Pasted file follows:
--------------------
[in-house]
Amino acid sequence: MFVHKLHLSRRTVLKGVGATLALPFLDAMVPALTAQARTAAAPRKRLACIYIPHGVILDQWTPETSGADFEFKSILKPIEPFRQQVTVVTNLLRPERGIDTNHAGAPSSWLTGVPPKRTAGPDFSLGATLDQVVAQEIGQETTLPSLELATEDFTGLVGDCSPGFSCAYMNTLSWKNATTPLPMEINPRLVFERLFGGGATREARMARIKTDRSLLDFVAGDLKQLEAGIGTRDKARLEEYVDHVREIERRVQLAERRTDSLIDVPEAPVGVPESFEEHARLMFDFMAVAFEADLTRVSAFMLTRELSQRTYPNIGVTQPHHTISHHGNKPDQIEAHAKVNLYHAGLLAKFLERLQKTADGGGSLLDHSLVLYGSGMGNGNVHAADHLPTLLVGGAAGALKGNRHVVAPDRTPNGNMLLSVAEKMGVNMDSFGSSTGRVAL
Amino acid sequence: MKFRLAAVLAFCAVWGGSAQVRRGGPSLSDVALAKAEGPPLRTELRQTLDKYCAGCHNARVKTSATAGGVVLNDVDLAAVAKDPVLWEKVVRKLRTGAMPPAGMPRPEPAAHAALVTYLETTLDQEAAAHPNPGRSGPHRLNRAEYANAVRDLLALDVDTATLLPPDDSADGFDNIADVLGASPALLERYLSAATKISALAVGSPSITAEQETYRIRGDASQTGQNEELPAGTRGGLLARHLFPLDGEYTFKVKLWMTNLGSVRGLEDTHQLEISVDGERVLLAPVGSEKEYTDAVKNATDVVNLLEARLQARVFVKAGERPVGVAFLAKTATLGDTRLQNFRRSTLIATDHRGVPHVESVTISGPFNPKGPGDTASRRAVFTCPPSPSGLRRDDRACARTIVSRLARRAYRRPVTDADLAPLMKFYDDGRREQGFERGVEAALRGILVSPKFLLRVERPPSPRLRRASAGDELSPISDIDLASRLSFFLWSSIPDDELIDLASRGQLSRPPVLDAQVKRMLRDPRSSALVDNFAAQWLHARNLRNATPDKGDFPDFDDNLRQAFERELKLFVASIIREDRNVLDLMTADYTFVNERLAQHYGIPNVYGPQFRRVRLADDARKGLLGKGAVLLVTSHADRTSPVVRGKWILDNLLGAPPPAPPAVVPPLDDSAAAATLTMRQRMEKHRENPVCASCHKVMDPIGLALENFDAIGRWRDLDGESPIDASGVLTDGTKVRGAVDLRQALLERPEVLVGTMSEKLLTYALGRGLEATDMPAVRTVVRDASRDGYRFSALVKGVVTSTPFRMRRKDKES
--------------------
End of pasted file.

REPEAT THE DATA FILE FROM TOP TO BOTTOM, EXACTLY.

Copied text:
[in-house]
Amino acid sequence: MFVHKLHLSRRTVLKGVGATLALPFLDAMVPALTAQARTAAAPRKRLACIYIPHGVILDQWTPETSGADFEFKSILKPIEPFRQQVTVVTNLLRPERGIDTNHAGAPSSWLTGVPPKRTAGPDFSLGATLDQVVAQEIGQETTLPSLELATEDFTGLVGDCSPGFSCAYMNTLSWKNATTPLPMEINPRLVFERLFGGGATREARMARIKTDRSLLDFVAGDLKQLEAGIGTRDKARLEEYVDHVREIERRVQLAERRTDSLIDVPEAPVGVPESFEEHARLMFDFMAVAFEADLTRVSAFMLTRELSQRTYPNIGVTQPHHTISHHGNKPDQIEAHAKVNLYHAGLLAKFLERLQKTADGGGSLLDHSLVLYGSGMGNGNVHAADHLPTLLVGGAAGALKGNRHVVAPDRTPNGNMLLSVAEKMGVNMDSFGSSTGRVAL
Amino acid sequence: MKFRLAAVLAFCAVWGGSAQVRRGGPSLSDVALAKAEGPPLRTELRQTLDKYCAGCHNARVKTSATAGGVVLNDVDLAAVAKDPVLWEKVVRKLRTGAMPPAGMPRPEPAAHAALVTYLETTLDQEAAAHPNPGRSGPHRLNRAEYANAVRDLLALDVDTATLLPPDDSADGFDNIADVLGASPALLERYLSAATKISALAVGSPSITAEQETYRIRGDASQTGQNEELPAGTRGGLLARHLFPLDGEYTFKVKLWMTNLGSVRGLEDTHQLEISVDGERVLLAPVGSEKEYTDAVKNATDVVNLLEARLQARVFVKAGERPVGVAFLAKTATLGDTRLQNFRRSTLIATDHRGVPHVESVTISGPFNPKGPGDTASRRAVFTCPPSPSGLRRDDRACARTIVSRLARRAYRRPVTDADLAPLMKFYDDGRREQGFERGVEAALRGILVSPKFLLRVERPPSPRLRRASAGDELSPISDIDLASRLSFFLWSSIPDDELIDLASRGQLSRPPVLDAQVKRMLRDPRSSALVDNFAAQWLHARNLRNATPDKGDFPDFDDNLRQAFERELKLFVASIIREDRNVLDLMTADYTFVNERLAQHYGIPNVYGPQFRRVRLADDARKGLLGKGAVLLVTSHADRTSPVVRGKWILDNLLGAPPPAPPAVVPPLDDSAAAATLTMRQRMEKHRENPVCASCHKVMDPIGLALENFDAIGRWRDLDGESPIDASGVLTDGTKVRGAVDLRQALLERPEVLVGTMSEKLLTYALGRGLEATDMPAVRTVVRDASRDGYRFSALVKGVVTSTPFRMRRKDKES